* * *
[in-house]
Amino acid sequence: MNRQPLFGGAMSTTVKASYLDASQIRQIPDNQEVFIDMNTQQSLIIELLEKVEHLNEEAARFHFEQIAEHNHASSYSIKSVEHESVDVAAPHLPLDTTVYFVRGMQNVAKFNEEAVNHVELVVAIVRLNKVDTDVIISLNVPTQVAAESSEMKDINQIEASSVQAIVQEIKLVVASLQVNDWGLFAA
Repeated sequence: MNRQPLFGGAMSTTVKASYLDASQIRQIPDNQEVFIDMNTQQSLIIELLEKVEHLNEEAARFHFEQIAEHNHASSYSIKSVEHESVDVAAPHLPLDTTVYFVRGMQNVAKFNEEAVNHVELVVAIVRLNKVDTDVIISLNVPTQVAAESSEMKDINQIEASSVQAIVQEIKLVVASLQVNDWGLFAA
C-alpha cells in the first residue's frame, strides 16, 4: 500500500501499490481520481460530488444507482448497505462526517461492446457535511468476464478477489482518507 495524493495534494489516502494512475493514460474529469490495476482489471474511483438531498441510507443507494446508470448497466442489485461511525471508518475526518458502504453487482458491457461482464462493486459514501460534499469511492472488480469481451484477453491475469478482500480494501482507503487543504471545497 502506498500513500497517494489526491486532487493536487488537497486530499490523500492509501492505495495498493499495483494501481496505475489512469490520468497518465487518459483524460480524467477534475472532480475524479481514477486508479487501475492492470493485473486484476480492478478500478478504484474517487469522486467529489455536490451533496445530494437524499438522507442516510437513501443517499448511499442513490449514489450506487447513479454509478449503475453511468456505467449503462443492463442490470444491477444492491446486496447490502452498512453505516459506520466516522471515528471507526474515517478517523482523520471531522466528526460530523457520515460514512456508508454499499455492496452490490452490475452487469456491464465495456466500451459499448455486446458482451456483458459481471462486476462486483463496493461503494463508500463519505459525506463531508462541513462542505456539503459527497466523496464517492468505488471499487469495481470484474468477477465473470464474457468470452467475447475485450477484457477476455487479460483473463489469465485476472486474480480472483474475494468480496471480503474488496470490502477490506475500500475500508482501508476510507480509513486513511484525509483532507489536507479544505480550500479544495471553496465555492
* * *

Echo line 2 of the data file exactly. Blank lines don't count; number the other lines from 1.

Amino acid sequence: MNRQPLFGGAMSTTVKASYLDASQIRQIPDNQEVFIDMNTQQSLIIELLEKVEHLNEEAARFHFEQIAEHNHASSYSIKSVEHESVDVAAPHLPLDTTVYFVRGMQNVAKFNEEAVNHVELVVAIVRLNKVDTDVIISLNVPTQVAAESSEMKDINQIEASSVQAIVQEIKLVVASLQVNDWGLFAA